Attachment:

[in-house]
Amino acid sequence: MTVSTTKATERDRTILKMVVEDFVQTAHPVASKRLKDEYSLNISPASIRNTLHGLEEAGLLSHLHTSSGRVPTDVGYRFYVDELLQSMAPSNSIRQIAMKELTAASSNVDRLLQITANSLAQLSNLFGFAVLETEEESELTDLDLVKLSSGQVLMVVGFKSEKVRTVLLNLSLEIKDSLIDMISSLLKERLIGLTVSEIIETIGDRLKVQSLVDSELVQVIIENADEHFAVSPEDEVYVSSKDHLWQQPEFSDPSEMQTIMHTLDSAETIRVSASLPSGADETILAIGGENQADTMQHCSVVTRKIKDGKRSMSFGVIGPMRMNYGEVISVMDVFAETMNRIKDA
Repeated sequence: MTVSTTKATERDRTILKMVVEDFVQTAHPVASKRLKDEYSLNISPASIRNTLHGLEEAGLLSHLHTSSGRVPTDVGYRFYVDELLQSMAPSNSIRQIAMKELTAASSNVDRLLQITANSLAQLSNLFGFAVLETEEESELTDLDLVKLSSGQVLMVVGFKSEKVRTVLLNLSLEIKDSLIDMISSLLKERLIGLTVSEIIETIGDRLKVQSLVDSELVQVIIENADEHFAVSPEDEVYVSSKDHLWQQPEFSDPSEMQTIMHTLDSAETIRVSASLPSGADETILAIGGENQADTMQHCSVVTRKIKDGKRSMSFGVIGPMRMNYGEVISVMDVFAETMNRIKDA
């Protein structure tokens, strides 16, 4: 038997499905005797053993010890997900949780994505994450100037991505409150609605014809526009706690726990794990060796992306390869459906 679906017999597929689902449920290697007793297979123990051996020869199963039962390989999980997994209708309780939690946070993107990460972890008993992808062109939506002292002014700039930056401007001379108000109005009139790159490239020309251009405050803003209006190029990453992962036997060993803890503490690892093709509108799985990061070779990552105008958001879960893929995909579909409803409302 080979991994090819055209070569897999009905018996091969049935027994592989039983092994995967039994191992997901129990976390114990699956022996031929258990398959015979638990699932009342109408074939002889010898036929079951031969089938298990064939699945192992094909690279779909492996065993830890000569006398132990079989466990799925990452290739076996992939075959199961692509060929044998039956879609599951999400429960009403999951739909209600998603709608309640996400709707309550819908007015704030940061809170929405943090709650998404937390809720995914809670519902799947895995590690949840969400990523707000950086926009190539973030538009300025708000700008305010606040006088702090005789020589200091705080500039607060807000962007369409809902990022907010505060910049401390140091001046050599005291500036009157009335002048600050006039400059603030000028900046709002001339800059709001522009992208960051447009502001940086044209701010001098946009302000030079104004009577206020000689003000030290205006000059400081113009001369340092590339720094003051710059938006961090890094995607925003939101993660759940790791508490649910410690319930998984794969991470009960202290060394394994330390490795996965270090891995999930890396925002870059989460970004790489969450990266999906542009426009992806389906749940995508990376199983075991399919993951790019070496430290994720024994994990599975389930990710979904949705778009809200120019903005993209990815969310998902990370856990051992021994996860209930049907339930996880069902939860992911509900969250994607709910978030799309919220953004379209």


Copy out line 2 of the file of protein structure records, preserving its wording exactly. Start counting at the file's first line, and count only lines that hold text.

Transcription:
Amino acid sequence: MTVSTTKATERDRTILKMVVEDFVQTAHPVASKRLKDEYSLNISPASIRNTLHGLEEAGLLSHLHTSSGRVPTDVGYRFYVDELLQSMAPSNSIRQIAMKELTAASSNVDRLLQITANSLAQLSNLFGFAVLETEEESELTDLDLVKLSSGQVLMVVGFKSEKVRTVLLNLSLEIKDSLIDMISSLLKERLIGLTVSEIIETIGDRLKVQSLVDSELVQVIIENADEHFAVSPEDEVYVSSKDHLWQQPEFSDPSEMQTIMHTLDSAETIRVSASLPSGADETILAIGGENQADTMQHCSVVTRKIKDGKRSMSFGVIGPMRMNYGEVISVMDVFAETMNRIKDA